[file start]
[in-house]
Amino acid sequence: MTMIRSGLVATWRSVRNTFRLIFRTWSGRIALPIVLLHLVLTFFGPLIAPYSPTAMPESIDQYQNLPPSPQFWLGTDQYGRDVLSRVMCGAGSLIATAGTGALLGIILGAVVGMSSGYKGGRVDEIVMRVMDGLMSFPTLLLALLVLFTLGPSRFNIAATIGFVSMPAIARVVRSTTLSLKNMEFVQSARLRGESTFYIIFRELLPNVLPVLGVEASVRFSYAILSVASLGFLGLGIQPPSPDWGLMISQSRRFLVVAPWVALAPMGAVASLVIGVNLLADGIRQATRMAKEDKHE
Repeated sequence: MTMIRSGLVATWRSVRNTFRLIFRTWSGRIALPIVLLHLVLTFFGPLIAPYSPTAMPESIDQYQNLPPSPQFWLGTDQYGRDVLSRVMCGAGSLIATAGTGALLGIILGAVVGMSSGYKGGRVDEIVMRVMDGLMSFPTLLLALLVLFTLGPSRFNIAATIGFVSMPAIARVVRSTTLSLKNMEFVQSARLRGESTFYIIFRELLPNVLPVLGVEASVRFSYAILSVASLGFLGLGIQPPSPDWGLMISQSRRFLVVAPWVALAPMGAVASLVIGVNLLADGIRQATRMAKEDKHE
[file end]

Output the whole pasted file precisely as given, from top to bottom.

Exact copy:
[in-house]
Amino acid sequence: MTMIRSGLVATWRSVRNTFRLIFRTWSGRIALPIVLLHLVLTFFGPLIAPYSPTAMPESIDQYQNLPPSPQFWLGTDQYGRDVLSRVMCGAGSLIATAGTGALLGIILGAVVGMSSGYKGGRVDEIVMRVMDGLMSFPTLLLALLVLFTLGPSRFNIAATIGFVSMPAIARVVRSTTLSLKNMEFVQSARLRGESTFYIIFRELLPNVLPVLGVEASVRFSYAILSVASLGFLGLGIQPPSPDWGLMISQSRRFLVVAPWVALAPMGAVASLVIGVNLLADGIRQATRMAKEDKHE
Repeated sequence: MTMIRSGLVATWRSVRNTFRLIFRTWSGRIALPIVLLHLVLTFFGPLIAPYSPTAMPESIDQYQNLPPSPQFWLGTDQYGRDVLSRVMCGAGSLIATAGTGALLGIILGAVVGMSSGYKGGRVDEIVMRVMDGLMSFPTLLLALLVLFTLGPSRFNIAATIGFVSMPAIARVVRSTTLSLKNMEFVQSARLRGESTFYIIFRELLPNVLPVLGVEASVRFSYAILSVASLGFLGLGIQPPSPDWGLMISQSRRFLVVAPWVALAPMGAVASLVIGVNLLADGIRQATRMAKEDKHE